The Blog

Must-Know Belly Dance Song: “Habeena Habeena”

Who, What and When?

“Habeena Habeena” was written and performed by Farid al-Atrash, one of the greats of Arabic music known as the “King of the Oud.” This song appeared in the film “Nagham Fi Hayati” which was released in 1975 and was the last film he made.

What is this song about?

“Habeena” means “love us”, however it implies “love me”. In Arabic songs, direct address to women is often hidden behind the use of “he” or “us” to make it less personal.  The song is about a unrequited love.  Here is a sample of the lyrics:

We (I) fell in love, we fell, and on the path of love we got lost
And how many times we suffered, how many, many times we suffered
And how many times we walked behind you

Love us, love us, we loved you so love us back

Find the full lyric translation here.

Although the subject isn’t exactly “happy”, I would still consider it suitable for most performances. Many versions are rather upbeat and the verses have fun a phrasing structure and accents for dance. I really enjoy this one! You can get a better sense of the mood of the song by watching the clip below.

You can watch the original version from the movie – complete with a 70’s-tastic backyard barbeque dance scene here!

Habeena Video

This video does not allow embedding  – WATCH HERE
“Habeena” starts at 22:20

 

December 14, 2014 1 Comment

Interview with Egypt’s “Ambassador of Rhythm”, Hossam Ramzy

Hossam Ramzy

 

 

 

 

 

If you told me back in 1996, when I was a baby bellydancer, that  I’d one day  speak with the person that recorded the music I performed my very first student solo to, I’d have said you were crazy! But it happened – and here it is. An interview with the one and only, Hossam Ramzy! 

Mahin: The “Rules for Dancing” article (on your site) provides solid examples of connections between movement and music for dancers. How much room do you feel there is for a dancer to have artistic freedom of expression while staying within the Raqs Sharqi style?

Hossam Ramzy: Yes, I feel it is vital for the dancers as well as the musicians to understand one policy for dancing and making music so that both sides of the dance, the music maker and movement maker, can understand and apply the same principles.  When they feel like departing from these rules, at least they will know that they are and they will also know when and how to return back.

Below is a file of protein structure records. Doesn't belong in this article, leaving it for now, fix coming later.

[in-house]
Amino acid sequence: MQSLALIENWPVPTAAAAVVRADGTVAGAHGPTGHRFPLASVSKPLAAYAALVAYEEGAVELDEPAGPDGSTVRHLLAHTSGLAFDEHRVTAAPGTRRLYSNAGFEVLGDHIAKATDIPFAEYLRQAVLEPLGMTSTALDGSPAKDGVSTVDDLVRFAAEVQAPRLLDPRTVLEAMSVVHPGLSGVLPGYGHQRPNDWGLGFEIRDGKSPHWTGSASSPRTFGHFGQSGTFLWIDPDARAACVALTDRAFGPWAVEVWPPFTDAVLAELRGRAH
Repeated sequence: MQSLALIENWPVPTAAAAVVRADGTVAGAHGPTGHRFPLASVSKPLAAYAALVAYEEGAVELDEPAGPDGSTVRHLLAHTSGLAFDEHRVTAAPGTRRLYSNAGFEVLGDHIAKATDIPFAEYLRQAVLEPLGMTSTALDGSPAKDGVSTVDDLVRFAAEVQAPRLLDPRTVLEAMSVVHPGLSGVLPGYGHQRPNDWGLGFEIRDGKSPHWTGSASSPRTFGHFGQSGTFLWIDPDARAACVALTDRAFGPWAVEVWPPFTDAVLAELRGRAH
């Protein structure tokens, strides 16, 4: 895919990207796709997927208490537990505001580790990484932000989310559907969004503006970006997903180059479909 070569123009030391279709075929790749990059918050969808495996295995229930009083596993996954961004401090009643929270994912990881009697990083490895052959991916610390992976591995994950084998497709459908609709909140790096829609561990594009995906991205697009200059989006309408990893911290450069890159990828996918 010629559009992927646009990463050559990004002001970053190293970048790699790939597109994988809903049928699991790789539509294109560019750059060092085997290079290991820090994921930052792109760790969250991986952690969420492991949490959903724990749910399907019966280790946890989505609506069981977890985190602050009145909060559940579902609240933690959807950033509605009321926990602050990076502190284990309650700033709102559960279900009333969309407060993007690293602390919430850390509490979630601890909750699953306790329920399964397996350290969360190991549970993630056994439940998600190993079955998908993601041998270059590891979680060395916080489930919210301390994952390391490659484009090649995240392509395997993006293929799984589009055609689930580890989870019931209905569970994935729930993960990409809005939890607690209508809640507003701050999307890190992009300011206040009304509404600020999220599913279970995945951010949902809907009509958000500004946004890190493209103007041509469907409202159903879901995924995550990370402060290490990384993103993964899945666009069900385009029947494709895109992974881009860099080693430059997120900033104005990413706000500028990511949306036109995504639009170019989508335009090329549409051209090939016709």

A dancer has as much artistic freedom of expression as she will ever need, providing she is interpreting the music. Raqs Sharqi is the dance of the cabarets in Egypt and this is where it started. The only thing a dancer is required to do is to translate the music perfectly and in her own individual style.

Moving while not interpreting the music is not ”dancing” in Egypt.

Mahin: For the dancers that do play sagat in performance (recorded or live) what guidelines or “rules” would you give to compliment the music effectively?

Hossam Ramzy: That would be to become experienced in using the sagat and to be perfect with the rhythm of the song. Another very important point is.. DO NOT OVER CROWD THE MUSIC….. play them sparingly and make them a delightful feature rather than an overbearing noise.

Mahin: In addition to your classic and traditional music, you’ve done a lot of collaborations and pieces that fuse your native style with other music traditions such as on Rock the Tabla. What are your thoughts on the fusion of Raqs Sharqi with other dances?

Hossam Ramzy: Raqs Sharqi is a fusion dance. It has been colored by every style possible. Ballet, Indian (northern, classical, folklore & even Rajasthan) , Persian, Ottoman, Greek & Russian (as brought by the Reda Troupe). It is called Raqs Sharqi as the French named this new fusion in the night clubs of Cairo as Le Danse Orientale. We are used to fusion… we have had nothing but fusion. But what is our true dance of Egypt that is being fused with these styles? It is the BALADI. This is the traditional dance of Egypt. This is what the women dance and this is what we know it by.